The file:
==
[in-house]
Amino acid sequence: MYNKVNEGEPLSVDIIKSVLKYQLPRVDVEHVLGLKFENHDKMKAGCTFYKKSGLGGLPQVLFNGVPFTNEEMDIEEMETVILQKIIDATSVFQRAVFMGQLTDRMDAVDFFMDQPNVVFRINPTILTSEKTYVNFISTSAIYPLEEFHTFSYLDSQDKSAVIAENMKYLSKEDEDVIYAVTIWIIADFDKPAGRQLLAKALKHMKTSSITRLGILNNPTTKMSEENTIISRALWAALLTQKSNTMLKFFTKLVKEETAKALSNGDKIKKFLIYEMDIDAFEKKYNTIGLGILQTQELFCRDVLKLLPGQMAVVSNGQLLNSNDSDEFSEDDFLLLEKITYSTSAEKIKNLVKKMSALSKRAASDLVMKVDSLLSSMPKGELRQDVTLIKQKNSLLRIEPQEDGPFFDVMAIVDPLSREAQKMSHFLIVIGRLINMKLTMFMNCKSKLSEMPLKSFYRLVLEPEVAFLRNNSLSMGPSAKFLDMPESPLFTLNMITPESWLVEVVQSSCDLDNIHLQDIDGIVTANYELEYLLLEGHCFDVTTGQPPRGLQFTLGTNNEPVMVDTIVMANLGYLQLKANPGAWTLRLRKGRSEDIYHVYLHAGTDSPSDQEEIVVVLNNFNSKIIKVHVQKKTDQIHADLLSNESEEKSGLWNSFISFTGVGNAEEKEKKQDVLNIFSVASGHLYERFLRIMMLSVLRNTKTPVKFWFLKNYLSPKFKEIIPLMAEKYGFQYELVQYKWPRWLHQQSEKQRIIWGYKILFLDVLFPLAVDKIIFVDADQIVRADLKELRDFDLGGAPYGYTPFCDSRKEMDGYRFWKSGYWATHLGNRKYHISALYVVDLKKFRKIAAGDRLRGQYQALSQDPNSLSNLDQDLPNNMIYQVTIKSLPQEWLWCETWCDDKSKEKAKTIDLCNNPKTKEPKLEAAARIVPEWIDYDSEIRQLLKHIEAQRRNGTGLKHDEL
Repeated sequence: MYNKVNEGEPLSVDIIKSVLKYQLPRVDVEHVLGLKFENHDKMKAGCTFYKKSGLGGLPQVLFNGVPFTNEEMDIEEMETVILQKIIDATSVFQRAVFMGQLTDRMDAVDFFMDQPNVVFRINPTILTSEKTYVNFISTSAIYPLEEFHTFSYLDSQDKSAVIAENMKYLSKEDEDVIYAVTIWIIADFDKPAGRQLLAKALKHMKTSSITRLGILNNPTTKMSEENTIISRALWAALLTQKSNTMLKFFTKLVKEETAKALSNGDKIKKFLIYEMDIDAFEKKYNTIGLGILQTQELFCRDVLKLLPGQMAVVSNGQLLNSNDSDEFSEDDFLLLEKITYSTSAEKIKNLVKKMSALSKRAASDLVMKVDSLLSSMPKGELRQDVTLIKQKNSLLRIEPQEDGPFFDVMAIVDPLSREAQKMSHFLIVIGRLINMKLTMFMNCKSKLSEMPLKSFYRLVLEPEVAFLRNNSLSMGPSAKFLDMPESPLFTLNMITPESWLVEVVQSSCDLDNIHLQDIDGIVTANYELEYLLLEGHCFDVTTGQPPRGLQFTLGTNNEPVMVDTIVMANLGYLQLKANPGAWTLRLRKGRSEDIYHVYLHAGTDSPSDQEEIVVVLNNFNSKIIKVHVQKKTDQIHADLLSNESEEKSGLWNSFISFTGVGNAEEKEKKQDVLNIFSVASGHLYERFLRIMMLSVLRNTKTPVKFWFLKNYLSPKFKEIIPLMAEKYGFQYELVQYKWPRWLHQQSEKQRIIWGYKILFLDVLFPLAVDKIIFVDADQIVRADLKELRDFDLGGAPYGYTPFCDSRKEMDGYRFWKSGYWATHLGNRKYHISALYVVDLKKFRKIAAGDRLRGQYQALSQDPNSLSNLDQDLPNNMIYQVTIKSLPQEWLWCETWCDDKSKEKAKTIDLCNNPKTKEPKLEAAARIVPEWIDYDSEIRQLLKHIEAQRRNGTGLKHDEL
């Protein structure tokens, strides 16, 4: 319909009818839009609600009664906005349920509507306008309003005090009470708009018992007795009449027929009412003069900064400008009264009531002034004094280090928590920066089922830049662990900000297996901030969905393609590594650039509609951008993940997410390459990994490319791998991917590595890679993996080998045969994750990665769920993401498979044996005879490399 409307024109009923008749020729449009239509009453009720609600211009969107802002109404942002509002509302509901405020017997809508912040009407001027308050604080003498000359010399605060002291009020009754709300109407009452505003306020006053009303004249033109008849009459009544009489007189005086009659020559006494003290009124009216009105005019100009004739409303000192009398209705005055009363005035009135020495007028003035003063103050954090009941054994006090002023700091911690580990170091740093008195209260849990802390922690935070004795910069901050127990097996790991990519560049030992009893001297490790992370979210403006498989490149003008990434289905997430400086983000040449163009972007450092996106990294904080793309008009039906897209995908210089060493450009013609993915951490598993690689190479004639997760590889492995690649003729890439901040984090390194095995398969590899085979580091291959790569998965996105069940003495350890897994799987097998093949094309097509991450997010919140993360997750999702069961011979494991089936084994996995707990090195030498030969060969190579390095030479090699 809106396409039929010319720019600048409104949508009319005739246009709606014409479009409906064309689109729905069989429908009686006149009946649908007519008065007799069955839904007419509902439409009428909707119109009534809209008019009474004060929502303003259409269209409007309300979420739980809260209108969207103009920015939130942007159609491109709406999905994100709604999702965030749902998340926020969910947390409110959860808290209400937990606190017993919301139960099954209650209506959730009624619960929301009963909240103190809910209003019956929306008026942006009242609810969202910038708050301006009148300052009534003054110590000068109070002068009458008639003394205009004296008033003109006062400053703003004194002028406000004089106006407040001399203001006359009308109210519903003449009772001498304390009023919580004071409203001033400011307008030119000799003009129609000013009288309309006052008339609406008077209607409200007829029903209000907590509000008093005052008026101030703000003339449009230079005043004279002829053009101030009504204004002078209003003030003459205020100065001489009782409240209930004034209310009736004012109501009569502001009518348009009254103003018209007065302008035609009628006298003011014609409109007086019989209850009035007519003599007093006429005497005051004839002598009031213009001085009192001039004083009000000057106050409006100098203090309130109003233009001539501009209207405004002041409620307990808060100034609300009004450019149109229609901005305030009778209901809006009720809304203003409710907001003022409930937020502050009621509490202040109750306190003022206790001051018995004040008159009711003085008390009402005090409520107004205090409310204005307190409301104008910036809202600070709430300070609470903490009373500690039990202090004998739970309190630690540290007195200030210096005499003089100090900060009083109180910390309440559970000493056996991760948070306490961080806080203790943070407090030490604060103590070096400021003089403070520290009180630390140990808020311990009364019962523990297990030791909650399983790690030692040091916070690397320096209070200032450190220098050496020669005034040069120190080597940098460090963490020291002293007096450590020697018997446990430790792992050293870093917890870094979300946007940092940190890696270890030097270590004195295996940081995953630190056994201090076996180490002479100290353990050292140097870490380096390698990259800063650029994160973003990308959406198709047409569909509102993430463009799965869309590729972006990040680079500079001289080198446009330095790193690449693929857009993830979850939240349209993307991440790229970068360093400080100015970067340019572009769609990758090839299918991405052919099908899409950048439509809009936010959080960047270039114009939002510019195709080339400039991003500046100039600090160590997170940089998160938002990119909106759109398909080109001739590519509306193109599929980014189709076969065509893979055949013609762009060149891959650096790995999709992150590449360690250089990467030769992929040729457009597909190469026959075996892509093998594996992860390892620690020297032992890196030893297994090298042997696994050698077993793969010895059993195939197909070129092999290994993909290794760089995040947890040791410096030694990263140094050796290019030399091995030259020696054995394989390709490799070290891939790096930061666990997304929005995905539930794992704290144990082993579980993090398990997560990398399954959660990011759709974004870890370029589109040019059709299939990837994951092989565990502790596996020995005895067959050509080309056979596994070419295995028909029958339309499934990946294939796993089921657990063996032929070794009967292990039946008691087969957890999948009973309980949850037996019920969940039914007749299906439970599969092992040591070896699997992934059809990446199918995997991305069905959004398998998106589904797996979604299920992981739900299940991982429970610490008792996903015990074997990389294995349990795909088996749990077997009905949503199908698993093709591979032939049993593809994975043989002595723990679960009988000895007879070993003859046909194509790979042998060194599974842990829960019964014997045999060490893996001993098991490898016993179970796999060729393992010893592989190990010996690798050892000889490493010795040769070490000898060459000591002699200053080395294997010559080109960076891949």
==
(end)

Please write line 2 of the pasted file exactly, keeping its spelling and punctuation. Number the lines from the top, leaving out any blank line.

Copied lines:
Amino acid sequence: MYNKVNEGEPLSVDIIKSVLKYQLPRVDVEHVLGLKFENHDKMKAGCTFYKKSGLGGLPQVLFNGVPFTNEEMDIEEMETVILQKIIDATSVFQRAVFMGQLTDRMDAVDFFMDQPNVVFRINPTILTSEKTYVNFISTSAIYPLEEFHTFSYLDSQDKSAVIAENMKYLSKEDEDVIYAVTIWIIADFDKPAGRQLLAKALKHMKTSSITRLGILNNPTTKMSEENTIISRALWAALLTQKSNTMLKFFTKLVKEETAKALSNGDKIKKFLIYEMDIDAFEKKYNTIGLGILQTQELFCRDVLKLLPGQMAVVSNGQLLNSNDSDEFSEDDFLLLEKITYSTSAEKIKNLVKKMSALSKRAASDLVMKVDSLLSSMPKGELRQDVTLIKQKNSLLRIEPQEDGPFFDVMAIVDPLSREAQKMSHFLIVIGRLINMKLTMFMNCKSKLSEMPLKSFYRLVLEPEVAFLRNNSLSMGPSAKFLDMPESPLFTLNMITPESWLVEVVQSSCDLDNIHLQDIDGIVTANYELEYLLLEGHCFDVTTGQPPRGLQFTLGTNNEPVMVDTIVMANLGYLQLKANPGAWTLRLRKGRSEDIYHVYLHAGTDSPSDQEEIVVVLNNFNSKIIKVHVQKKTDQIHADLLSNESEEKSGLWNSFISFTGVGNAEEKEKKQDVLNIFSVASGHLYERFLRIMMLSVLRNTKTPVKFWFLKNYLSPKFKEIIPLMAEKYGFQYELVQYKWPRWLHQQSEKQRIIWGYKILFLDVLFPLAVDKIIFVDADQIVRADLKELRDFDLGGAPYGYTPFCDSRKEMDGYRFWKSGYWATHLGNRKYHISALYVVDLKKFRKIAAGDRLRGQYQALSQDPNSLSNLDQDLPNNMIYQVTIKSLPQEWLWCETWCDDKSKEKAKTIDLCNNPKTKEPKLEAAARIVPEWIDYDSEIRQLLKHIEAQRRNGTGLKHDEL